By the way, I haven’t said it either, but it is possible to configure the order of the labels using the little arrows that appear above and below.

For example, you could lower the “Tempo” down or leave it as it was.

Another thing that I haven’t commented on either, and although I really don’t see much use for it, is the possibility of selecting bars from the timeline itself.

By pressing the “Shift” key and making a box around the different little squares, we can see how these bars are selected.

Automatically, we see how the indicated bars are the same ones that I have indicated with the box on the timeline.

And here is today’s video.

As I said, it is a very short video since the timeline really does not require a great explanation.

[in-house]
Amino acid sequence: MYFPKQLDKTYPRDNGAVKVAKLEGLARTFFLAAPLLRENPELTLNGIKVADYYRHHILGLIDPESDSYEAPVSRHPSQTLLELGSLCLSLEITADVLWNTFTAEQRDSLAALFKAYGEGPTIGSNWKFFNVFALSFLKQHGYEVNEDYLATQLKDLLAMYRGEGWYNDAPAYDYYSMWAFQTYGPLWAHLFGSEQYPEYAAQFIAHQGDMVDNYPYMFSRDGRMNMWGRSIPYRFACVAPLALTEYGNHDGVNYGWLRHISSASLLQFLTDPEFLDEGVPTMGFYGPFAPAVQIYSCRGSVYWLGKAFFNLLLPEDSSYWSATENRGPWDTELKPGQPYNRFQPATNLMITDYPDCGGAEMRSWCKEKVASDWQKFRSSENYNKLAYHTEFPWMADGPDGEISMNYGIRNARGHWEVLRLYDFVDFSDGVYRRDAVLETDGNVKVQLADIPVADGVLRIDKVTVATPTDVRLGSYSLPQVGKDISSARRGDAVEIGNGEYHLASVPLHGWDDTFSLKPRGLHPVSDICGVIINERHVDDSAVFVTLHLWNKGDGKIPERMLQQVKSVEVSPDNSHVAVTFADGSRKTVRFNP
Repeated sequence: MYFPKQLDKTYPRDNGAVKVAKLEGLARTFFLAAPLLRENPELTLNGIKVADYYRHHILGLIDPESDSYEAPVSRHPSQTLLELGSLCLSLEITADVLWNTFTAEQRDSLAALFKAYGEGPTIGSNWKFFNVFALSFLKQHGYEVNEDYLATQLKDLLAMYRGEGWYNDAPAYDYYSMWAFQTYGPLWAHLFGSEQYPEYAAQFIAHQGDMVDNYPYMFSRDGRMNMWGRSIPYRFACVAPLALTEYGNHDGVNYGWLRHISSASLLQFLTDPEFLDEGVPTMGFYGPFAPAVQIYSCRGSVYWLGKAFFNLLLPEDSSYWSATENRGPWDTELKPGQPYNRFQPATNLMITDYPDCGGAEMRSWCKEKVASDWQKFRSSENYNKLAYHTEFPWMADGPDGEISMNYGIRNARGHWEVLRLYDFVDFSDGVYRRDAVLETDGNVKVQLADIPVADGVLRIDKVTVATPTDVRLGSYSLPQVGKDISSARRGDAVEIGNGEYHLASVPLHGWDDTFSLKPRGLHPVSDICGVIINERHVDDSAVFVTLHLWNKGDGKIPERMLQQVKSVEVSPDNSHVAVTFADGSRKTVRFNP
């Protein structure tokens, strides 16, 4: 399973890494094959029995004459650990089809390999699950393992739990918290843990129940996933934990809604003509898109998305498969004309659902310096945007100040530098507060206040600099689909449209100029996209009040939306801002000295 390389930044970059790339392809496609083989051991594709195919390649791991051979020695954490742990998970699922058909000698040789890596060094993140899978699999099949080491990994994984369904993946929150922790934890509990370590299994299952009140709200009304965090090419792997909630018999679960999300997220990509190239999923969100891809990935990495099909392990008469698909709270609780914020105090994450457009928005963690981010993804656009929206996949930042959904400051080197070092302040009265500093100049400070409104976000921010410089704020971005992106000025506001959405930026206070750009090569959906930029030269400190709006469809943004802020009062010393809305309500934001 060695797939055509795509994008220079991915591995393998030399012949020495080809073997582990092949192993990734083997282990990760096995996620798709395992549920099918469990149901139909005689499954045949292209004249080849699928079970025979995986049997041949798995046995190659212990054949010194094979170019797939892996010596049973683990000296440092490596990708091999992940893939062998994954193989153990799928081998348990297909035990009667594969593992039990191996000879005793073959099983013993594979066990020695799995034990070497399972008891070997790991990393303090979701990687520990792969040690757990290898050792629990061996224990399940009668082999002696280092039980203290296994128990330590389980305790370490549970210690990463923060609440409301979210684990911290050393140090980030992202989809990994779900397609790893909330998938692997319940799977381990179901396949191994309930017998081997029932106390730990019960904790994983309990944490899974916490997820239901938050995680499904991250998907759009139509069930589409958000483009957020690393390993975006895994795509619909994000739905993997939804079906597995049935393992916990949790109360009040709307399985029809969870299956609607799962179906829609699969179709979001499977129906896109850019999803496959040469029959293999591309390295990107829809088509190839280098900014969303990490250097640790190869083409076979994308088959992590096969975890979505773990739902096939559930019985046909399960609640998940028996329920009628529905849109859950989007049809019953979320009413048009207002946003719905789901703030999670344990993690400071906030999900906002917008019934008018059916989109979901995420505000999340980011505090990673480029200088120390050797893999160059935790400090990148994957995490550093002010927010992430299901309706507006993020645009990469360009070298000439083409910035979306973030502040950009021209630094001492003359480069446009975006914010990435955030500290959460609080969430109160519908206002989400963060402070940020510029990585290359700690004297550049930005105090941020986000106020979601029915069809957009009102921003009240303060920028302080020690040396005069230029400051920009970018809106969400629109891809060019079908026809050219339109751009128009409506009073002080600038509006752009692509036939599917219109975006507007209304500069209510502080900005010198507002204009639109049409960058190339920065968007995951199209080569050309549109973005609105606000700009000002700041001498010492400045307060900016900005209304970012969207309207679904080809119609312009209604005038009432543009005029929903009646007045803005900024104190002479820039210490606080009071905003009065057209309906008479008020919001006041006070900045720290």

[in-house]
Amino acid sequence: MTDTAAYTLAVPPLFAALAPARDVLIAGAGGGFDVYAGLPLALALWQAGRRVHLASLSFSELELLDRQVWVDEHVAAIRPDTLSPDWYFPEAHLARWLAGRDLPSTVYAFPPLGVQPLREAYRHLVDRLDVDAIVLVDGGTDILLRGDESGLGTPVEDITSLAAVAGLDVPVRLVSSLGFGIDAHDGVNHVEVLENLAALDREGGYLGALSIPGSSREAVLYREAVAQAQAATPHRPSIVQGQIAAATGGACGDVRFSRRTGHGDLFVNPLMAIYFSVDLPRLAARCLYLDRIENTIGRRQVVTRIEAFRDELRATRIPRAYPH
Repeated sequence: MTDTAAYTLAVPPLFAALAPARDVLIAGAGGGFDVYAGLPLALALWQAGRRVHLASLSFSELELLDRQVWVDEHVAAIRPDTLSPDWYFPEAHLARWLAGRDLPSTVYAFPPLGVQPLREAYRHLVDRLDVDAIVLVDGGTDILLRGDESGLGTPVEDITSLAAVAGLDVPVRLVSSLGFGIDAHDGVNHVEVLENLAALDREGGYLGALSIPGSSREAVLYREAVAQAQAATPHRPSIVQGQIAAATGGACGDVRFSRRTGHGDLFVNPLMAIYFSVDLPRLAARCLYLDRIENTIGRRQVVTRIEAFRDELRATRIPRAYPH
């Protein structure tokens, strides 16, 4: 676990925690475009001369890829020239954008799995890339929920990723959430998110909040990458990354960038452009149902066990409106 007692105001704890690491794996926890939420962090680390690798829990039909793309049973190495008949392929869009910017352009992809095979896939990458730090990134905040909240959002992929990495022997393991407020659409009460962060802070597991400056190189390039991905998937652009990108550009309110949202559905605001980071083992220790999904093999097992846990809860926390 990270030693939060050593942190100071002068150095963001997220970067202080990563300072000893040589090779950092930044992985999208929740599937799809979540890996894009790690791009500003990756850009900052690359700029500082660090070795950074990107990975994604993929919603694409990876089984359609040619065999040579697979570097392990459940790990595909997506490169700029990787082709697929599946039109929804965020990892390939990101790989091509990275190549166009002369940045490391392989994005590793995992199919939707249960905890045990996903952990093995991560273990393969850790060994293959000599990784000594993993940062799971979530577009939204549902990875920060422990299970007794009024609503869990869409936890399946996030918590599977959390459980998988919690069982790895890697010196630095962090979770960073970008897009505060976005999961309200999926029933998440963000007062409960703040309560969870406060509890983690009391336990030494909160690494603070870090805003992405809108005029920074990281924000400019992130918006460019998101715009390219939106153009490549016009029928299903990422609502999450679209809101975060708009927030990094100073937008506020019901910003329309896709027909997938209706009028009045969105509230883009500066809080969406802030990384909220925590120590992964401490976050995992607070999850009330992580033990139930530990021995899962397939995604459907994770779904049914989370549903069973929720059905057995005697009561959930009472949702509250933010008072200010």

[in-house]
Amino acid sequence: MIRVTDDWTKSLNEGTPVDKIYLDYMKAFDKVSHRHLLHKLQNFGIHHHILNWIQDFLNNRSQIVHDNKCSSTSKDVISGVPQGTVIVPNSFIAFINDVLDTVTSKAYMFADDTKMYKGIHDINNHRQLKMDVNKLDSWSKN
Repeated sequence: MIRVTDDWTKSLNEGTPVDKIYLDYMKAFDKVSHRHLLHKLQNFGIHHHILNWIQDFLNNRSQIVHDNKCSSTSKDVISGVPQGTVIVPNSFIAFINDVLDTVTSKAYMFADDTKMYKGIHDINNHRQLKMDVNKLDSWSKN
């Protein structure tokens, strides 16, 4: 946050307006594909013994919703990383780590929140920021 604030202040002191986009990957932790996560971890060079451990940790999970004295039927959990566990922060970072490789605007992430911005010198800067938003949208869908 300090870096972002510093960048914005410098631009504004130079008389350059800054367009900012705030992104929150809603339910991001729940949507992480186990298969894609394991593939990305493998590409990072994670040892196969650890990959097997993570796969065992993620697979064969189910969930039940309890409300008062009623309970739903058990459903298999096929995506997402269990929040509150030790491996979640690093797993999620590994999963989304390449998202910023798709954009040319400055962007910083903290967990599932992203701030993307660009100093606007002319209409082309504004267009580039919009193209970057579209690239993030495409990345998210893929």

In the end, it is a small tool that MuseScore provides us.

Some of you will find it very useful and others, like me, will hardly use it at all.

But still, one way or another, if you want to become a MuseScore expert, you must know all the tools it provides us; from those that you use continuously in your day to day to those that we know are there, and although at first we are not going to use them, we never know when they may be useful to us in the future.

So nothing, I say goodbye for today.

Simply and as always encourage you to subscribe if you are not, to activate the bell so that you do not miss any of the videos that I am releasing almost twice a week and now if you feel like leaving a like or a comment with any questions you have , you know that without problem, I will try to answer you as soon as I can.

See you in the next video and see you soon!